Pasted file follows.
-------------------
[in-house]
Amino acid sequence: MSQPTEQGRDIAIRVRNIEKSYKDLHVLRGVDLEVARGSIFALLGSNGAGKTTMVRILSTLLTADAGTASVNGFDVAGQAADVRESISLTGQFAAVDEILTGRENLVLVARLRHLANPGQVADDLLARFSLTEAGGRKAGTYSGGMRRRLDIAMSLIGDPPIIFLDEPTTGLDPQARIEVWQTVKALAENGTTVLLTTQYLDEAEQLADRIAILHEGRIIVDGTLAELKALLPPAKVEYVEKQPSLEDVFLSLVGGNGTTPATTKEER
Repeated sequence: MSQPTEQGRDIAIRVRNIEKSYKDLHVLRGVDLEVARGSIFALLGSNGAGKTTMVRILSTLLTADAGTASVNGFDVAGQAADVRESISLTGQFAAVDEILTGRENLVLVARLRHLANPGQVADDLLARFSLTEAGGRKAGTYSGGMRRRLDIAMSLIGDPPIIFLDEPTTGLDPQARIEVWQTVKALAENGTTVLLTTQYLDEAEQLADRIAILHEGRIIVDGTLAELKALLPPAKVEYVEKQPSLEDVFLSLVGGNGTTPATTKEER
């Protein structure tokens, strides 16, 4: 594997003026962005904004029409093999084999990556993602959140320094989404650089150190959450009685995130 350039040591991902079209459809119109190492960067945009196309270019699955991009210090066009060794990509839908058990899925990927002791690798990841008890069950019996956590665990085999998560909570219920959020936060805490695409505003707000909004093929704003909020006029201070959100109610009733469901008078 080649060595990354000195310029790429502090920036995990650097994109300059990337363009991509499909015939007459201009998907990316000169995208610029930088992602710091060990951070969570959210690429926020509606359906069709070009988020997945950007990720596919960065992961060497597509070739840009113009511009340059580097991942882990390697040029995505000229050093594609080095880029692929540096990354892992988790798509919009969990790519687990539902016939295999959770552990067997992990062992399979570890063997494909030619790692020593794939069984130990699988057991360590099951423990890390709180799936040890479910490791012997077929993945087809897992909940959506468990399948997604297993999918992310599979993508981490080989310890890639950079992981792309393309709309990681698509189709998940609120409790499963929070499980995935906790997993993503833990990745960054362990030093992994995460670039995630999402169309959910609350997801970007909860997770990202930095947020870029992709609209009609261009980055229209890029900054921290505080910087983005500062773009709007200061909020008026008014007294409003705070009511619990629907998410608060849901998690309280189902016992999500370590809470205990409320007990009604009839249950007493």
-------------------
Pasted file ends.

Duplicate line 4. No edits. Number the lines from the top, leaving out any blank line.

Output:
């Protein structure tokens, strides 16, 4: 594997003026962005904004029409093999084999990556993602959140320094989404650089150190959450009685995130 350039040591991902079209459809119109190492960067945009196309270019699955991009210090066009060794990509839908058990899925990927002791690798990841008890069950019996956590665990085999998560909570219920959020936060805490695409505003707000909004093929704003909020006029201070959100109610009733469901008078 080649060595990354000195310029790429502090920036995990650097994109300059990337363009991509499909015939007459201009998907990316000169995208610029930088992602710091060990951070969570959210690429926020509606359906069709070009988020997945950007990720596919960065992961060497597509070739840009113009511009340059580097991942882990390697040029995505000229050093594609080095880029692929540096990354892992988790798509919009969990790519687990539902016939295999959770552990067997992990062992399979570890063997494909030619790692020593794939069984130990699988057991360590099951423990890390709180799936040890479910490791012997077929993945087809897992909940959506468990399948997604297993999918992310599979993508981490080989310890890639950079992981792309393309709309990681698509189709998940609120409790499963929070499980995935906790997993993503833990990745960054362990030093992994995460670039995630999402169309959910609350997801970007909860997770990202930095947020870029992709609209009609261009980055229209890029900054921290505080910087983005500062773009709007200061909020008026008014007294409003705070009511619990629907998410608060849901998690309280189902016992999500370590809470205990409320007990009604009839249950007493």